Xerox 914 Plain Paper Copier

Xerox 914 Plain Paper Copier

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Introduced in 1959, the Xerox 914 plain paper copier revolutionized the document-copying industry. The culmination of inventor Chester Carlson's work on the xerographic process, the 914 was fast and economical. One of the most successful Xerox products ever, a 914 model could make 100,000 copies per month. In 1985, the Smithsonian received this machine, number 517 off the assembly line. It weighs 648 pounds and measures 42" high x 46" wide x 45" deep.
Currently not on view
Object Name
Other Terms
copier; Sensitized Materials; Duplication; Still; Sheet
Date made
Haloid Xerox Corporation
average spatial: 79 cm x 17 cm x 14.5 cm; 31 1/8 in x 6 11/16 in x 5 11/16 in
overall: 42 in x 46 in x 45 in; 106.68 cm x 116.84 cm x 114.3 cm
overall: 54 in x 69 in x 60 in; 137.16 cm x 175.26 cm x 152.4 cm
ID Number
catalog number
accession number
catalog number
Credit Line
Xerox Corporation
See more items in
Work and Industry: Photographic History
Computers & Business Machines
Data Source
National Museum of American History
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Em 1969 ingressei na Xerox do Brasil - São Paulo- como representante técnico. Fui um dos fundadores da filial de Campinas -SP - Atuei lá como supervisor. Em 1972 fui transferido para o Rio de Janeiro para exercer a função de Instrutor Técnico, onde atuei por 4 anos. Em 1976 passei a exercer a função de coordenador na Engenharia de Campo. Uma das funções dentro da Eng. de Camp. era a coordenação técnica dos CopiCentro do estado de São Paulo. Encerrei as atividades em 1980. Estou com 82 anos e sinto muita saudades daquele tempo.
It was the thirth xerox machine I was trained on after rhe 3100 and the 660. I remembered that a big problem was the optical crash was. What a disaster you had by replacing the opticak cables in the good position. Leaving the machine and then having a paper jam in thefuser was also a triller. I am now 68 and think back at a pre- istorical time.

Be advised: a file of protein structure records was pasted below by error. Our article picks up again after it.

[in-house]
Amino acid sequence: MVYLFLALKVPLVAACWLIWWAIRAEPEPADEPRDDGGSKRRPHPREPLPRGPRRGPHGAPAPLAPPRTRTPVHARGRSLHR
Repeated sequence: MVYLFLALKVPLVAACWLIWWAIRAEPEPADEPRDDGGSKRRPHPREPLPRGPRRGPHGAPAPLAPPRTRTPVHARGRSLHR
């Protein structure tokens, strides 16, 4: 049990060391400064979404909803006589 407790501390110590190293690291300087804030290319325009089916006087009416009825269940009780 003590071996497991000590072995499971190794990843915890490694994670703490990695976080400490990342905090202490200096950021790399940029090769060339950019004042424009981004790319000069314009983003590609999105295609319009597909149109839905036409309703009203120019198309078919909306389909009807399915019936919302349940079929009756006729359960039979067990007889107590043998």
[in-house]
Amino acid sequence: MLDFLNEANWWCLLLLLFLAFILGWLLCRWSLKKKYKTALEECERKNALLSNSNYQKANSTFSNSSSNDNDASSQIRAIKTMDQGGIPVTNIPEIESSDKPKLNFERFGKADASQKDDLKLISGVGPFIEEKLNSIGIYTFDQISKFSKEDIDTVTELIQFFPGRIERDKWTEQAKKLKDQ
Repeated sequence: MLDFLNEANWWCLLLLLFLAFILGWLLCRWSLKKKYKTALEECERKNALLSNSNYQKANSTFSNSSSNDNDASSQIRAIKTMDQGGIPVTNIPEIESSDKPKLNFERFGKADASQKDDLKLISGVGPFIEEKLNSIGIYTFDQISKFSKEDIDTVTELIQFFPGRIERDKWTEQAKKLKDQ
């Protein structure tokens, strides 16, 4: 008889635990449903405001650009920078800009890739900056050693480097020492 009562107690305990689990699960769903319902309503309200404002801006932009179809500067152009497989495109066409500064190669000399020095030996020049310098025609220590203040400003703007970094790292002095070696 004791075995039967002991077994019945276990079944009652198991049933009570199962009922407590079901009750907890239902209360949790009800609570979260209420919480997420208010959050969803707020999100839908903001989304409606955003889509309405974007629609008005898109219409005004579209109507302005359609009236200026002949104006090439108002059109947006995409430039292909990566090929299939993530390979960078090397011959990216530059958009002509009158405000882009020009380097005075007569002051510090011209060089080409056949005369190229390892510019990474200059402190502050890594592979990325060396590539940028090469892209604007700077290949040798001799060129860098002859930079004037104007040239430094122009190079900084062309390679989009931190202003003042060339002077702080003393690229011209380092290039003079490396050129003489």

I worked at International Harvester in the Roseland area of Chicago, Il for Mr. E. Engebrigtsen as his secretary. The department, computer operations was new. He and I went to Xerox to make an ad about a new machine that could make copies. I started in August of 1959 and left in the summer of 1960. I would love to know what happened to those ads.
I have the first never used cleaning brush for the 914. Its all black and made with real rabbit fur before Xerox made them with a white bristle cleaning brush.
First copier I was trained on when I joined Rank Xerox (Xerox distributor in Commonwealth countries.) The 1000 used quartz lamp fusing instead of oven fusing. ( Same with the 660 from the earlier 813 desktop.) The product life was long. The 1000/720/914 lasted well into the 70s. Used 5 lbs of developer (silica beads) in a cascading developer tank. Partial replacement on a PM was 3.6lbs. Had a dipstick to measure level of toner in the toner hopper. 914 was actually the size of paper it could use (9"x14"). Similiarly 813 refers to 8"x13". Later it became 330 and 660 as copies per hour as the model number.
I started servicing the Xerox 914 in early 1971. It was a work horse and had very little problems if well maintained and used properly stored paper. If the customer allowed the paper to get damp or curl, then, as others have mention, if could rollup and catch in the fuser assembly and turn to char and smoke. The machine met the copy demands of some exacting engineering firms that had to have exact size for size copies - and would measure afterward down to faction of a millimeter. Several years later, a faster version was released called the 720 and a year after that the model 1000 - all based on the 914.
"I was the designated 'unjammer' at Cone Automatic Machine in the middle '60s. I recall it's propensity for catching fire, but not the warning (which I probably ignored anyway) not to open the doors for 30 minutes–or the fire extinguisher!"
"I would like to see the historical TV ad that introduced this machine -- it showed a little monkey sitting on the machine and making a photocopy to show us how easy it was. The minds of America were boggled -- we had never seen such a machine, but the monkey taught us not to be afraid!"
Very interested to see this machine as my first job in 1972 age 15 I was ent on a training course at Xerox in Euston Lodon to operate it in our general ofice. Ours was a Xerox 720 that was almost identical to the one shown. I do rember how slow it was and the fact we were told that if you get a paper jam leave the doors closed for 30 minutes otherwise the paper will catch fire insdie. I also remember it came with a fire extingusher. Ours was replaced in about 1974 by the xerox 7000 that had 5 redcution modes but was still the size of a fridge freezer!

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